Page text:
Please read the whole story as the issue is quite complex and touches at least two problems in Jenkins.
The issue that we face almost everyday is that from time to time part of our Jenkins Nodes fleet gets broken until we disconnect them and reconnect them again. What happens when they get broken is all builds on these nodes fail due to an exception in post-build steps (in our case in ProcessTreeKiller), even when regular build steps succeed. As a consequence such a broken node can lead to the failure of multiple builds one after another, even if their build steps are OK and all succeed. Now imagine a setup in which you have tens or hundreds of nodes, hundreds of jobs in a queue and suddenly a few nodes get broken and start failing builds one after another. Cleaning up this mess is a lot of work... And it happens almost every day.
Over time we managed to determine that a partial reason why our Jenkins Nodes become broken is described in JENKINS-61103. More than a year I shared the details of the exact problem that we observe in our setup in a comment. The issue was fixed in one of the latest versions of the remoting library but we didn't have the chance to try it out.
Now back to Gerrit Trigger plugin. In our case the Gerrit Trigger plugin is the one that actually triggers the issue described above. The problem is the Gerrit Trigger plugin can interrupt the thread executing a given task multiple times. When this happens we see the following message in build details page multiple times: "Aborted by new patch set."
Based on experimentation and source code analysis it seems the problem occurs when two or more Jenkins jobs have Gerrit Trigger plugin configured to be triggered by changes from the same Gerrit project/repository. When a change in Gerrit is created/updated, an event is fired by Gerrit, which is then processed by Gerrit Trigger plugin for each of these jobs separately. The thing is the first interrupt usually interrupts our main build step while the remaining interrupts simply interrupt any post-build processing which often leads to the issue described in JENKINS-61103 which is a fatal one.
Now to the details, if a job does not have "Build current patchsets only" option enabled (so it relies on the global one which is enabled in our setup) then:
- scheduled() calls cancelOutDatedEvents() without providing the job name (null in the 3rd parameter) associated with the RunningJobs instance / GerritTrigger instance
- then cancelMatchingJobs() doesn't apply any filtering and interrupts the executors of all builds from all jobs triggered by the original event
- the same procedure is repeated for each job triggered by a given Gerrit event which leads to multiple interrupts / aborts...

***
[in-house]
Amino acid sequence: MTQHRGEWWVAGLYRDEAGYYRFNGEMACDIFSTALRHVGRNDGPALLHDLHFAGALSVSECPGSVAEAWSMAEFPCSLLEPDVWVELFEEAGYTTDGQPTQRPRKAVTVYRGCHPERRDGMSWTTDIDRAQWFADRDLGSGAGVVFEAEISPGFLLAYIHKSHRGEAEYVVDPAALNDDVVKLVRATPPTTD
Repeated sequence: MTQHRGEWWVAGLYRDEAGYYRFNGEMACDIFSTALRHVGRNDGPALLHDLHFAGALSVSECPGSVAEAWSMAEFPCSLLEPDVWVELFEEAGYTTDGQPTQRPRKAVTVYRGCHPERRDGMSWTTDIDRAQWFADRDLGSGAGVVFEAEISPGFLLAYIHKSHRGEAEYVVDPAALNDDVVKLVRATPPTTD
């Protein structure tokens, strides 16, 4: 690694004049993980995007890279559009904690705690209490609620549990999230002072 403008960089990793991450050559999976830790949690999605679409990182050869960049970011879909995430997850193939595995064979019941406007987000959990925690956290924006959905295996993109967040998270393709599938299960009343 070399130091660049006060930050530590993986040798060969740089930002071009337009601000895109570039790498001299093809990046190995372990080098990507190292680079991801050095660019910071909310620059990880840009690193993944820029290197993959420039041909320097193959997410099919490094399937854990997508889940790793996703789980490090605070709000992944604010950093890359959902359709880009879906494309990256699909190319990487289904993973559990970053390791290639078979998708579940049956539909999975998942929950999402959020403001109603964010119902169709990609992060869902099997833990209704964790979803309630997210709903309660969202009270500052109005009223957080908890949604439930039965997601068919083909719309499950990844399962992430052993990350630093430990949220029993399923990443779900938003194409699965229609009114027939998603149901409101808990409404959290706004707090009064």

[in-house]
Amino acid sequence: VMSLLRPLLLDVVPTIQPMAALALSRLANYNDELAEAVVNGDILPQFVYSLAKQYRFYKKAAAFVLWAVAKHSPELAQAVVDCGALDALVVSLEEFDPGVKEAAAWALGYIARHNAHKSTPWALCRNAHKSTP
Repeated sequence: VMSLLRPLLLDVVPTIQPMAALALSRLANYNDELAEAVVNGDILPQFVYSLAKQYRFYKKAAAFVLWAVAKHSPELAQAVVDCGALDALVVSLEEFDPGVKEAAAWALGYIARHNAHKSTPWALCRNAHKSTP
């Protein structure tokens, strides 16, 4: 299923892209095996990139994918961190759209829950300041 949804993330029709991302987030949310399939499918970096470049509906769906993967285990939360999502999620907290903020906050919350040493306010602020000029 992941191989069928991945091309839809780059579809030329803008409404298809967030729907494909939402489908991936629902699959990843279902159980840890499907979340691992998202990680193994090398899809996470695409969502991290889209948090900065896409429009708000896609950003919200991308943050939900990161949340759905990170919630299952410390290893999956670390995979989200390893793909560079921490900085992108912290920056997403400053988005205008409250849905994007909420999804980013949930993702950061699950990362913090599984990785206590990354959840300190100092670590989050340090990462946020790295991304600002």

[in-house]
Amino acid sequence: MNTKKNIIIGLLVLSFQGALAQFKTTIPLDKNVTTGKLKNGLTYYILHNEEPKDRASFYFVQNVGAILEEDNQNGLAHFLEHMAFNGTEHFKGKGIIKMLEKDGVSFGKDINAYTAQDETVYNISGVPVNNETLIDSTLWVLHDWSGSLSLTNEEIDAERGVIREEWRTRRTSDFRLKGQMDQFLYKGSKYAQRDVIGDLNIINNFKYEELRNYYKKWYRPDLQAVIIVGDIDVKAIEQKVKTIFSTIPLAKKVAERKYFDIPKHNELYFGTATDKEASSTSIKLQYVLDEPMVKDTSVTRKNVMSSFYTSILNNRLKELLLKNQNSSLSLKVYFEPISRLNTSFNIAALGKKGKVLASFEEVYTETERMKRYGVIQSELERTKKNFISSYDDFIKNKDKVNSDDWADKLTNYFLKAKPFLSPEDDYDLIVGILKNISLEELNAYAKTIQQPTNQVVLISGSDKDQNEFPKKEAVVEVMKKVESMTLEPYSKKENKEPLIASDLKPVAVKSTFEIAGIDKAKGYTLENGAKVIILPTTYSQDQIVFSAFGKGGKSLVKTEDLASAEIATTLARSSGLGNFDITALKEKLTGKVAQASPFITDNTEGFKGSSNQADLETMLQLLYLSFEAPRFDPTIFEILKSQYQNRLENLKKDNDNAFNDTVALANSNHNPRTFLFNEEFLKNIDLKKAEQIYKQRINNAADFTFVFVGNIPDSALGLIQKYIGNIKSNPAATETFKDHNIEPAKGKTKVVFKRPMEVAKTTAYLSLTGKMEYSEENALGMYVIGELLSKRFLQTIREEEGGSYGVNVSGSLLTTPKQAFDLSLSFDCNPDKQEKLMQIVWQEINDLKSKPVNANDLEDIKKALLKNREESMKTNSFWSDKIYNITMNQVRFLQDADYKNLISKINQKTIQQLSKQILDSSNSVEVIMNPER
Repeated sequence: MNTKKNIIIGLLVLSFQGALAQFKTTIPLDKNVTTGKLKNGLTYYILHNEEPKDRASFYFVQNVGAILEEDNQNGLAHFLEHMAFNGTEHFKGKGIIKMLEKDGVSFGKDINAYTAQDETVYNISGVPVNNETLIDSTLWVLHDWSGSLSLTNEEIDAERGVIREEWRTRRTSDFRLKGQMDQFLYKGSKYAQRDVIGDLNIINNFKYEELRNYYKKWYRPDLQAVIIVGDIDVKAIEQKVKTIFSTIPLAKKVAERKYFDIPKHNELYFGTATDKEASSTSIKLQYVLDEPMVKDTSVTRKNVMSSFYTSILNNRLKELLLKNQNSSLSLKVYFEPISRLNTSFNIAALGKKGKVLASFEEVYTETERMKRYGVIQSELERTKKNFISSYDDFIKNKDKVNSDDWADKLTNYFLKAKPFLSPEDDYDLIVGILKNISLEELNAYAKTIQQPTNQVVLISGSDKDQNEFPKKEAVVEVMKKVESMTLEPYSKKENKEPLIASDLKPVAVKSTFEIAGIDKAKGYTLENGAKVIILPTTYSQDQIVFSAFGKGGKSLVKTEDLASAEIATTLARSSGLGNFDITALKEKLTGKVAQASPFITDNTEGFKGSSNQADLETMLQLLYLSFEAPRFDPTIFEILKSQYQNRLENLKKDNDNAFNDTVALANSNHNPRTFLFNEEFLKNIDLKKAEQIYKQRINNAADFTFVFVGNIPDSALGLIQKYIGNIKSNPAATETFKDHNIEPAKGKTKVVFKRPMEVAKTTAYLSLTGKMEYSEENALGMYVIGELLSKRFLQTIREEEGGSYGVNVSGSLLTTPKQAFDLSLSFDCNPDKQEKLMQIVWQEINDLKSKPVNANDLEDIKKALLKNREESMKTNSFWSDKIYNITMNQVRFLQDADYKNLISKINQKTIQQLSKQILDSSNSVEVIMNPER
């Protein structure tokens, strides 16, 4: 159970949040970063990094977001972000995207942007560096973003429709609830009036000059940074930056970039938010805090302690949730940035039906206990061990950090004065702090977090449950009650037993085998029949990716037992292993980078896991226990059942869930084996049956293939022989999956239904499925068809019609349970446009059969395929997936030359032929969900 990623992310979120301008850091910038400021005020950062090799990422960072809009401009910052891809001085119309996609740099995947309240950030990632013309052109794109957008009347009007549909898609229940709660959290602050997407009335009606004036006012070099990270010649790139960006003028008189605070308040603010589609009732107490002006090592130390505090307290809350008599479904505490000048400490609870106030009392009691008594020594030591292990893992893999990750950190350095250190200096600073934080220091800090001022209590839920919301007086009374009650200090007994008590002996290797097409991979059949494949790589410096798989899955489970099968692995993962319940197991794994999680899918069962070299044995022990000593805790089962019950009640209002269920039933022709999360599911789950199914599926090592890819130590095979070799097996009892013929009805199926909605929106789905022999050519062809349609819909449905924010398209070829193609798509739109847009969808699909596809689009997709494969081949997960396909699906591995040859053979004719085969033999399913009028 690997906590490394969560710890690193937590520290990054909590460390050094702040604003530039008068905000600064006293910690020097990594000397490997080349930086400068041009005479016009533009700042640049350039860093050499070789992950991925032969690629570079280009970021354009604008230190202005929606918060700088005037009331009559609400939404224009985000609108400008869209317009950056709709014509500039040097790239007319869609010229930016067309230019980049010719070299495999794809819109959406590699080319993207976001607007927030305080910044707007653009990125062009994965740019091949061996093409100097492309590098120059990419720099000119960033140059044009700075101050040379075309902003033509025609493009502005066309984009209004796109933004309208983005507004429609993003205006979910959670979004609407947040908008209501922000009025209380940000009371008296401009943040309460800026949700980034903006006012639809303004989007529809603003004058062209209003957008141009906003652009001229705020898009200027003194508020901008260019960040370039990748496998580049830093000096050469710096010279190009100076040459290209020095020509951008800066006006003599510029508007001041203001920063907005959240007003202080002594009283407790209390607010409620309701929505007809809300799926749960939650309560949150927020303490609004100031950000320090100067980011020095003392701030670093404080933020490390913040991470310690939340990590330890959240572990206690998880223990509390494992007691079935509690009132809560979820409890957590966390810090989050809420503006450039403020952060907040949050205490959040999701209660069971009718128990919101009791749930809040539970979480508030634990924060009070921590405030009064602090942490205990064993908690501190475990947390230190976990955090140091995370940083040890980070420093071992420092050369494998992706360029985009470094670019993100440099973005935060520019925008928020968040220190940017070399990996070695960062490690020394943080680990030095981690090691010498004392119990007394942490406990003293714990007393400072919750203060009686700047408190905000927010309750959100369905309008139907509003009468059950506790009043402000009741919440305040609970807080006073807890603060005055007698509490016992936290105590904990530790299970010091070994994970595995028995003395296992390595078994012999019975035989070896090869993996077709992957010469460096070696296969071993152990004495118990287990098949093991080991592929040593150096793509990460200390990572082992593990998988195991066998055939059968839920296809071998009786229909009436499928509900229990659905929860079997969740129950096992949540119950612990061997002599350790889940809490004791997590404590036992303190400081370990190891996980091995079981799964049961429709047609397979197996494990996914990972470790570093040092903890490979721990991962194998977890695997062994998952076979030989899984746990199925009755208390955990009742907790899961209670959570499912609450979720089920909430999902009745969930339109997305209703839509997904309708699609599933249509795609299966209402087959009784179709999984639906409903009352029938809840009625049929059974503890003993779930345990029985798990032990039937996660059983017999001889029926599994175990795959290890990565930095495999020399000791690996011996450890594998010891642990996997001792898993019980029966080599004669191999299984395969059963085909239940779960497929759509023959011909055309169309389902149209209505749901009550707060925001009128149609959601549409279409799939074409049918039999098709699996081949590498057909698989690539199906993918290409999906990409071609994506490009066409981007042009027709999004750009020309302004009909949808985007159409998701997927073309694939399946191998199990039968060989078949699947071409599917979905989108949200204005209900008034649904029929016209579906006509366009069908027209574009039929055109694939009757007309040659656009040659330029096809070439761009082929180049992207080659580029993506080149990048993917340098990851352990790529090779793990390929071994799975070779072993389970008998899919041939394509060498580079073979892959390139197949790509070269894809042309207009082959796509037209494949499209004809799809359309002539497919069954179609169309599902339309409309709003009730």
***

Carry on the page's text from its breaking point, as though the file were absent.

Interestingly if a job does have "Build current patchsets only" option enabled then:
- cancelTriggeredJob() calls cancelOutDatedEvents() with a specific job name which is then used in cancelMatchingJobs() to filter and interrupt only the jobs matching that name
The above observation was discovered just yesterday. Today morning we enabled "Build current patchsets only" option in all jobs triggered by the plugin to see if that would help us, but of course it's just a workaround. Currently we're testing and monitoring our Jenkins setup...
I'd be happy to discuss the potential fix and contribute it to the community. I just need guidance. I'll probably prepare an initial PR with a fix proposal so that we could discuss more easily.
In the meantime I checked the GitHub PullRequest Builder plugin code as it also offers similar functionality, i.e. it can abort running jobs when a new commit is pushed. The GHPRB plugin does this differently from the Gerrit Trigger plugin meaning it only checks and aborts builds provided by the associated project/job. My understanding is that both plugins should be doing the exact same thing here, although I might be wrong of course.
One final observation, and this is more an architectural one for Jenkins itself, is that plugins may easily interrupt post-build steps. Sometimes this is not a big deal, but in some cases, for example when a post-build step is freeing critical resources or is killing left-over processes like ProcessTreeKiller does, this is a big deal. I'd expect that during post-build phase any interrupts would not be propagated directly but rather they would be propagated only after some predefined amount of time elapses giving the post-build steps time to finish. Of course one of them could be stuck so such interrupts should not be ignored completely, just they should be passed directly. I know this is a complex topic and it should be addressed separately, but I just wanted to touch it too, as it's related.
Also please note that this issue was very hard to track down. I can imagine many other Jenkins installations suffering from the same issue or a similar one, simply caused by interrupting post-build steps. And there are other plugins which can interrupt running builds, like the Timeout plugin. Also a build can be aborted twice by the user (see JENKINS-59494). In the end if the timing is bad then totally unexpected things might happen...